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Worldwide news and comment
  1. Marita Hefler
  1. Wellbeing & Preventable Chronic Disease, Menzies School of Health Research, Casuarina, NT 0811, Australia
  1. Correspondence to Dr Marita Hefler, Wellbeing & Preventable Chronic Disease, Menzies School of Health Research, Casuarina, NT 0811, Australia; marita.hefler{at}menzies.edu.au

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Japan: 2020 Olympics Games’ mixed smoke free legacy

All articles written by Marita Hefler unless otherwise attributed. Ideas and items for News Analysis should be sent to: marita.hefler@menzies.edu.au

Japan’s forthcoming hosting of the 2020 Tokyo Olympics has presented an opportunity to raise public awareness and strengthen laws to protect the public from secondhand smoke (SHS), due in part to the International Olympic Committee’s tobacco-free policy. As a result of tobacco industry interference, SHS protection in Japan is weak by international standards, so there has also been concern about the possible reaction of international visitors.

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A popular chain pub in Japan proclaims itself'all smoking' prior to the ban on April 1, 2020.Photo by Christophe Arts

In 2017, Japan still had only voluntary restrictions on smoking in indoor public places nationally. There were proposals for mandatory SHS protection, both nationally and in Tokyo. However, these were far below the standards of WHO FCTC Article 8, as indoor smoking would still be permitted in small restaurants and bars. Nonetheless, even these inadequate proposals were met with fierce opposition from the tobacco industry. In 2018, a weakened proposal became the revised Health Promotion Law (HPL). Based on worker safety concerns, the Tokyo Metropolitan Assembly passed the Tokyo Passive Smoking Prevention Ordinance.

Under the HPL, in 2019, indoor areas of government offices and other public facilities including universities and hospitals became smoke-free. Controversially, outdoor smoking areas were permitted to continue in the premises of such offices and facilities. On a positive note, many universities have introduced tobacco-free campus policies.

The HPL has wide exemptions for smoke-free requirements in existing restaurants and bars (exempting around 55% of such businesses entirely). However, the Tokyo ordinance exempts only restaurants and bars without employees. Thus, the ordinance will cover an estimated 84% of all restaurants and bars and has the potential to be a model for other local governments.

The success of these measures depends on public acceptance. Japanese public awareness of the health effects of SHS exposure, especially for children, has increased. However, there are still widespread misconceptions that restricting smoking to designated rooms or areas, or certain times, is sufficient for health protection. Such misconceptions exist due to long standing, continued advertising campaigns and ‘corporate social responsibility’ activities by the tobacco industry, as well as government failure to properly warn of the risks of SHS. Banning all tobacco company CSR activities and advertising, together with government education campaigns and improved cigarette pack warnings for SHS health risks are needed for greater public awareness and acceptance.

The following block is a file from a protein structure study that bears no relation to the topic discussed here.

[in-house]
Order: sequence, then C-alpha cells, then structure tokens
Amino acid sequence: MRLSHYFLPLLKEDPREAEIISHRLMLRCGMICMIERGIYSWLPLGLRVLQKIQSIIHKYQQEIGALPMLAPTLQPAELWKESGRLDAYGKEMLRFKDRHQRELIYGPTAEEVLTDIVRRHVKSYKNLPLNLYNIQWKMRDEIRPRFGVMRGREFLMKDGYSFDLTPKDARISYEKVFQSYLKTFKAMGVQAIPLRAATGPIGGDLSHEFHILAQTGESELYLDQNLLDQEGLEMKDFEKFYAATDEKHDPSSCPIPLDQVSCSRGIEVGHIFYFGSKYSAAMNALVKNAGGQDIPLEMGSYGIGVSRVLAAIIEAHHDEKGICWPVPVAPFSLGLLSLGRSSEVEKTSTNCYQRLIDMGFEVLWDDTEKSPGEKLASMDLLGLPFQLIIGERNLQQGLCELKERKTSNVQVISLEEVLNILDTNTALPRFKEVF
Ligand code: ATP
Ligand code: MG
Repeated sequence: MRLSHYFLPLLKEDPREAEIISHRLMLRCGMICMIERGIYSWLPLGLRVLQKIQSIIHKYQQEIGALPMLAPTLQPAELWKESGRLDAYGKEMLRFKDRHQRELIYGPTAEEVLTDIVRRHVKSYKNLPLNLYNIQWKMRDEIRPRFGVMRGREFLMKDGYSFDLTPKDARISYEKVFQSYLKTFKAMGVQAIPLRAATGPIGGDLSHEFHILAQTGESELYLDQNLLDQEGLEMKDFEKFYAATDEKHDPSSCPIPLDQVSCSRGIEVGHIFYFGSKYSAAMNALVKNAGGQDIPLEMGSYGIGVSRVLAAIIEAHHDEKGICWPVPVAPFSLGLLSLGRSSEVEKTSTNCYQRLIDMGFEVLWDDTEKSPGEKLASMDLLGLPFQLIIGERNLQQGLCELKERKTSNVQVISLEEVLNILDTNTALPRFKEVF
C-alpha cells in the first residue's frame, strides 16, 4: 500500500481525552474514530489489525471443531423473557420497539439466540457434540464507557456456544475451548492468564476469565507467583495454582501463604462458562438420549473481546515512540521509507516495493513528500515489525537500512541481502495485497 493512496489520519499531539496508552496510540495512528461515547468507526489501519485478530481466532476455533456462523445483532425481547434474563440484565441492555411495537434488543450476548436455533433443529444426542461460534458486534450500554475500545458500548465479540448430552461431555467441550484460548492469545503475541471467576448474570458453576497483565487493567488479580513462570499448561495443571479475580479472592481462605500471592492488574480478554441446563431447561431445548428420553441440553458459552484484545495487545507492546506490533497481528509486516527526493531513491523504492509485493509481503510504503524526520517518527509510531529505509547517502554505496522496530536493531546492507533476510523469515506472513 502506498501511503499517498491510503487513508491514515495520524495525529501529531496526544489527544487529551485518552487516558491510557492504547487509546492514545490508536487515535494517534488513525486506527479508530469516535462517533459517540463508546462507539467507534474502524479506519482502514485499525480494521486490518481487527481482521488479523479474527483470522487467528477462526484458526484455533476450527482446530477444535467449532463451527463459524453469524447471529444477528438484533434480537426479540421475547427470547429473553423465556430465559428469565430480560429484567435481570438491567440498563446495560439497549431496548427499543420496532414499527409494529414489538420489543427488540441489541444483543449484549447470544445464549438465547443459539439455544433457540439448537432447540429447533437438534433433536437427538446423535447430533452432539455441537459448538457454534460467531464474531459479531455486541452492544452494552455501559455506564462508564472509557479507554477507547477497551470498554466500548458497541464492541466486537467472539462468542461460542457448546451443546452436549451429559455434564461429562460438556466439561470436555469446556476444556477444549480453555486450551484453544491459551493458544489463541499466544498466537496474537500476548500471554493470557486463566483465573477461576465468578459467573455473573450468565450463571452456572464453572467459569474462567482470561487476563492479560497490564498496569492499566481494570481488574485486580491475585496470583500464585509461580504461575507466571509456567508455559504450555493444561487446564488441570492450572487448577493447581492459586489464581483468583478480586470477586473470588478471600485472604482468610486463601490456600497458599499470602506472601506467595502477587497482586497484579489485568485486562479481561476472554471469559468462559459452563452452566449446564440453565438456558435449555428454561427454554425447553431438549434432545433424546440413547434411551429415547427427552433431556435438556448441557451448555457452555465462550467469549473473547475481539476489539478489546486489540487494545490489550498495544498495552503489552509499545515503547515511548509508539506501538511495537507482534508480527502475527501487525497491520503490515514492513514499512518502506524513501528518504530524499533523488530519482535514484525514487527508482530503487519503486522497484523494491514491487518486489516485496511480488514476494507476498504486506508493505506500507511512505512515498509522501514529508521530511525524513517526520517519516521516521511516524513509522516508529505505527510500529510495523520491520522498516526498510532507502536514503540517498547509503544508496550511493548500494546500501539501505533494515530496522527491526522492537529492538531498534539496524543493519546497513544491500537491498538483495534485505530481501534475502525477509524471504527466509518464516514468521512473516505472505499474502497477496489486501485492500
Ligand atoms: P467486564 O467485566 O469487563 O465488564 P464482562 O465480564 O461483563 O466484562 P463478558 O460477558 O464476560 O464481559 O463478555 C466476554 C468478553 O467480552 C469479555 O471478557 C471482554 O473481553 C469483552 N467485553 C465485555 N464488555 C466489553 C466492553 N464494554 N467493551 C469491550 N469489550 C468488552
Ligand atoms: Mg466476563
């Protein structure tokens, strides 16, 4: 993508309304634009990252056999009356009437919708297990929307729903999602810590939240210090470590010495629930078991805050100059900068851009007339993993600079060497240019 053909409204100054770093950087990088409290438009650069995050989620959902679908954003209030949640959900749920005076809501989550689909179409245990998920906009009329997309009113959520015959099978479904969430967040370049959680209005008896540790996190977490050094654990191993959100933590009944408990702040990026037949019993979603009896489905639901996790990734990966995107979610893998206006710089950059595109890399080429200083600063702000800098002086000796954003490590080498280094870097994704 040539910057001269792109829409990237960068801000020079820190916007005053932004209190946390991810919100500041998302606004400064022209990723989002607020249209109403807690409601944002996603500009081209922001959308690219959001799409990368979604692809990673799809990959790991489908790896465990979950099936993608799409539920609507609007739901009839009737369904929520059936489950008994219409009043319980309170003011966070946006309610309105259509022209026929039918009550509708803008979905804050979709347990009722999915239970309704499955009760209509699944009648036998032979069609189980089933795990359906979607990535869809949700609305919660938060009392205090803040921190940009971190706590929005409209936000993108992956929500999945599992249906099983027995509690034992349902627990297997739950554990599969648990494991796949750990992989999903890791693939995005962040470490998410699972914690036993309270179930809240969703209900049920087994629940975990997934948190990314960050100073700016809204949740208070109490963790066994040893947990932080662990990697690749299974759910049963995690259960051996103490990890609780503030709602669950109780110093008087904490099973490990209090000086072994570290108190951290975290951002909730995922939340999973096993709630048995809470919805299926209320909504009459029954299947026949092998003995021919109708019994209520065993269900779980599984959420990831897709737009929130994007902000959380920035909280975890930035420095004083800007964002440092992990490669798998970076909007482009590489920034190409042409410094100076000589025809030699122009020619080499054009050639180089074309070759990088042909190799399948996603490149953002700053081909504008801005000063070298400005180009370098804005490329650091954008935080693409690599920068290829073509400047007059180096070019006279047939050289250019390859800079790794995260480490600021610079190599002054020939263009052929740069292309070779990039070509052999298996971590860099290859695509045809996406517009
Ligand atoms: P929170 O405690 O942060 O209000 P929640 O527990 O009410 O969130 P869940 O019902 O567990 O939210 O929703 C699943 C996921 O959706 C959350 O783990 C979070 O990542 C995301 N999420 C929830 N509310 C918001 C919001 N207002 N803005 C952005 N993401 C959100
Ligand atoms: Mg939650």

Another issue of concern is the accommodation under both the HPL and the Tokyo ordinance for heated tobacco products (HTPs), which have gained a large share of the tobacco market in Japan. HTP use will be allowed while eating or drinking in segregated areas, whereas smoking rooms (where permitted) must be used only for smoking. This provision may be ended in the future if the governments accept that HTP emissions are harmful. Currently, relatively few restaurants and bars have chosen to replace smoking with HTP use, but with the enforcement of the HPL and the Tokyo ordinance in April 2020, the number of restaurants and bars adopting the HTP use option may greatly increase. HTPs will not only expose workers and patrons to potentially harmful emissions, but may also undermine the effect smoke free public spaces have of encouraging quitting among existing tobacco users.

While preparation for hosting the Olympics has prompted the introduction of much-overdue legislation, it has also highlighted the continued inadequacy of Japan’s approach to tobacco control.

Christopher Rathbone

Smoke Free 2020 Tokyo Olympics, Japan

rathbonetransl@gmail.com

Denmark: a new era for tobacco control

Public health in Denmark received an early Christmas present on 18 December 2019, when most political parties agreed on a new tobacco control plan for the country. The plan contains a raft of new measures, including plain packaging of tobacco products, a ban on point of sale advertising, strengthened smoke-free public places including schools and other educational institutions, total ban on smoking by pupils during school hours, and enforced ban on sales of tobacco to persons under the age of 18. The plan will be implemented as a new tobacco act in 2020.

The new tobacco control plan followed the passing of the 2020 budget act earlier in December. It included two tax increases in the next twelve months. On 1 April 2020, the price for a pack of twenty cigarettes will rise from 41 to 55 Danish kroner (DKK), and to 60 DKK on 1 January 2021. The overall increase is equal to a rise from approximately 6 to 9 US dollars. Danish authorities estimate the tobacco tax increase and the coming tobacco act will reduce smoking prevalence among young people (aged 25 and below) from 31% in 2018 to 15% in 2030.

While these measures are welcome, they are still modest from an international perspective. The projected Danish youth smoking prevalence in 2030 is still five times higher than current youth smoking prevalence in neighbouring Norway. Similarly, the tobacco tax increases are relatively limited compared with those of other high-income countries such as Norway, Iceland, Ireland, the UK, and Australia. These countries adhere to the highest possible prices on tobacco products. In 2020 in these countries, a pack of twenty cigarettes costs the equivalent of 12 US dollars or more.

Such prices have caused a large drop in smoking prevalence, especially among young people. Other countries such as Saudi Arabia, India, Turkmenistan, Malaysia, and Ecuador also have prices above 10 US dollars for a pack of twenty cigarettes.